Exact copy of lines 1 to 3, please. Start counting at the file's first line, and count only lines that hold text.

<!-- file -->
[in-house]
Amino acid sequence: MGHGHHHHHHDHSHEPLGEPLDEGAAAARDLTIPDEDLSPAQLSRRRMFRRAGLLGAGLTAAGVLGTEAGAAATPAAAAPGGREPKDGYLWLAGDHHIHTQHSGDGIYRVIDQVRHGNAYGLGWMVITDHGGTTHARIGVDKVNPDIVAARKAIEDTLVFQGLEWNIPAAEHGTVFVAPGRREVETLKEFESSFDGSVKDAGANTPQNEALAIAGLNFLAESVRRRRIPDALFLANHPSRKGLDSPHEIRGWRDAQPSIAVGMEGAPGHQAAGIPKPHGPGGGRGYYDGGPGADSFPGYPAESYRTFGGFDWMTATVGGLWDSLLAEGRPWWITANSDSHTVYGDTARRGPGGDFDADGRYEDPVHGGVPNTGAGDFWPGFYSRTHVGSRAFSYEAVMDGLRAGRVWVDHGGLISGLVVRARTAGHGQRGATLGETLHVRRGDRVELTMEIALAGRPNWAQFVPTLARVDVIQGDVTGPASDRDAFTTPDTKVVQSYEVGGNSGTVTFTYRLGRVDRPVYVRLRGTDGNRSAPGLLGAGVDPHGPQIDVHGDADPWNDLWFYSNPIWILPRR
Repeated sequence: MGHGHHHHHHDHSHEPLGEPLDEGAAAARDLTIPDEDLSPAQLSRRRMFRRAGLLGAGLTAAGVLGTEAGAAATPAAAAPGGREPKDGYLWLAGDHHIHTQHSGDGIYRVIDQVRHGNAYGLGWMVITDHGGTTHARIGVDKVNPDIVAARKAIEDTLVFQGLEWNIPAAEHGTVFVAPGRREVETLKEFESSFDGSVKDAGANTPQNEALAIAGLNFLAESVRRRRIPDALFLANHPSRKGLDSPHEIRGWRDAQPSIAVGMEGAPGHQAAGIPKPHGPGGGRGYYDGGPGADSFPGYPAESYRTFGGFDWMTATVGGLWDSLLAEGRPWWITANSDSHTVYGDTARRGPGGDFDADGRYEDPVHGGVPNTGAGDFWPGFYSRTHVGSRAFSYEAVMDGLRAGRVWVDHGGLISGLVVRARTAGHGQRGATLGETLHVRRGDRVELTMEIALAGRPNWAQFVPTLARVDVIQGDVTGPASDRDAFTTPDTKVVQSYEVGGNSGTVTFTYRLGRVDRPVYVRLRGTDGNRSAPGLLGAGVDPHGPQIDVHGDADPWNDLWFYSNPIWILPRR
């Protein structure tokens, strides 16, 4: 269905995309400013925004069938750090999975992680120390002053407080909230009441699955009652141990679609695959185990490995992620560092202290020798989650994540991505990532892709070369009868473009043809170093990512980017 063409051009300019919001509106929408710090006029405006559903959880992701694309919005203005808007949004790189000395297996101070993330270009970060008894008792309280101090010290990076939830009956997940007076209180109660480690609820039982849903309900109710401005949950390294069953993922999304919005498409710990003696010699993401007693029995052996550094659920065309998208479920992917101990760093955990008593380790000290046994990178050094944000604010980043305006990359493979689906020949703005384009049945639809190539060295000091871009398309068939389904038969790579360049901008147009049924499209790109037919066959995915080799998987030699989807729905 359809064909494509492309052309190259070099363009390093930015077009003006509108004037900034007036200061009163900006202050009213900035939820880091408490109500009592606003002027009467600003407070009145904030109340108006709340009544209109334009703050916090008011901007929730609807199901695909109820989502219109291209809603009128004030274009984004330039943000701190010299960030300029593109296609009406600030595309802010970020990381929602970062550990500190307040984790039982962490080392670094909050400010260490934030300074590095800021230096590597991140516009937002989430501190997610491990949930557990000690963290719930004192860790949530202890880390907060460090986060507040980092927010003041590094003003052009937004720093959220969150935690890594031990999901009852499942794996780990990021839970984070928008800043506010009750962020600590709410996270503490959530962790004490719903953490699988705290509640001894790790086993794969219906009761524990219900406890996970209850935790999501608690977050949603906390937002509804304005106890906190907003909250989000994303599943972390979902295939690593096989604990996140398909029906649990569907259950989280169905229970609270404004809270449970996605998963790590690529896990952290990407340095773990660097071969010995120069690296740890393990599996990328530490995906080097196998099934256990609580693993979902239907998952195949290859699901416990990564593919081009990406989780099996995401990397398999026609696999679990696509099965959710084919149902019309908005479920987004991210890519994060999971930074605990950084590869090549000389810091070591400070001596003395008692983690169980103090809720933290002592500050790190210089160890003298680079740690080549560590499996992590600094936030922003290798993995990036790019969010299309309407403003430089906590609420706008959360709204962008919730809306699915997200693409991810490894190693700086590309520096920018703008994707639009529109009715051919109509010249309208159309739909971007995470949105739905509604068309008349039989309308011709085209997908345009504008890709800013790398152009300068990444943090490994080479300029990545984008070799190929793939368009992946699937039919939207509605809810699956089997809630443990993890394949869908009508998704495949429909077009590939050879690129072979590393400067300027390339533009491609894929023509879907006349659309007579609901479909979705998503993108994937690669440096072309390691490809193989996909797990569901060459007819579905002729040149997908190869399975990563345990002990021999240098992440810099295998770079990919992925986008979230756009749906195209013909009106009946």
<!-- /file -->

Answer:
[in-house]
Amino acid sequence: MGHGHHHHHHDHSHEPLGEPLDEGAAAARDLTIPDEDLSPAQLSRRRMFRRAGLLGAGLTAAGVLGTEAGAAATPAAAAPGGREPKDGYLWLAGDHHIHTQHSGDGIYRVIDQVRHGNAYGLGWMVITDHGGTTHARIGVDKVNPDIVAARKAIEDTLVFQGLEWNIPAAEHGTVFVAPGRREVETLKEFESSFDGSVKDAGANTPQNEALAIAGLNFLAESVRRRRIPDALFLANHPSRKGLDSPHEIRGWRDAQPSIAVGMEGAPGHQAAGIPKPHGPGGGRGYYDGGPGADSFPGYPAESYRTFGGFDWMTATVGGLWDSLLAEGRPWWITANSDSHTVYGDTARRGPGGDFDADGRYEDPVHGGVPNTGAGDFWPGFYSRTHVGSRAFSYEAVMDGLRAGRVWVDHGGLISGLVVRARTAGHGQRGATLGETLHVRRGDRVELTMEIALAGRPNWAQFVPTLARVDVIQGDVTGPASDRDAFTTPDTKVVQSYEVGGNSGTVTFTYRLGRVDRPVYVRLRGTDGNRSAPGLLGAGVDPHGPQIDVHGDADPWNDLWFYSNPIWILPRR
Repeated sequence: MGHGHHHHHHDHSHEPLGEPLDEGAAAARDLTIPDEDLSPAQLSRRRMFRRAGLLGAGLTAAGVLGTEAGAAATPAAAAPGGREPKDGYLWLAGDHHIHTQHSGDGIYRVIDQVRHGNAYGLGWMVITDHGGTTHARIGVDKVNPDIVAARKAIEDTLVFQGLEWNIPAAEHGTVFVAPGRREVETLKEFESSFDGSVKDAGANTPQNEALAIAGLNFLAESVRRRRIPDALFLANHPSRKGLDSPHEIRGWRDAQPSIAVGMEGAPGHQAAGIPKPHGPGGGRGYYDGGPGADSFPGYPAESYRTFGGFDWMTATVGGLWDSLLAEGRPWWITANSDSHTVYGDTARRGPGGDFDADGRYEDPVHGGVPNTGAGDFWPGFYSRTHVGSRAFSYEAVMDGLRAGRVWVDHGGLISGLVVRARTAGHGQRGATLGETLHVRRGDRVELTMEIALAGRPNWAQFVPTLARVDVIQGDVTGPASDRDAFTTPDTKVVQSYEVGGNSGTVTFTYRLGRVDRPVYVRLRGTDGNRSAPGLLGAGVDPHGPQIDVHGDADPWNDLWFYSNPIWILPRR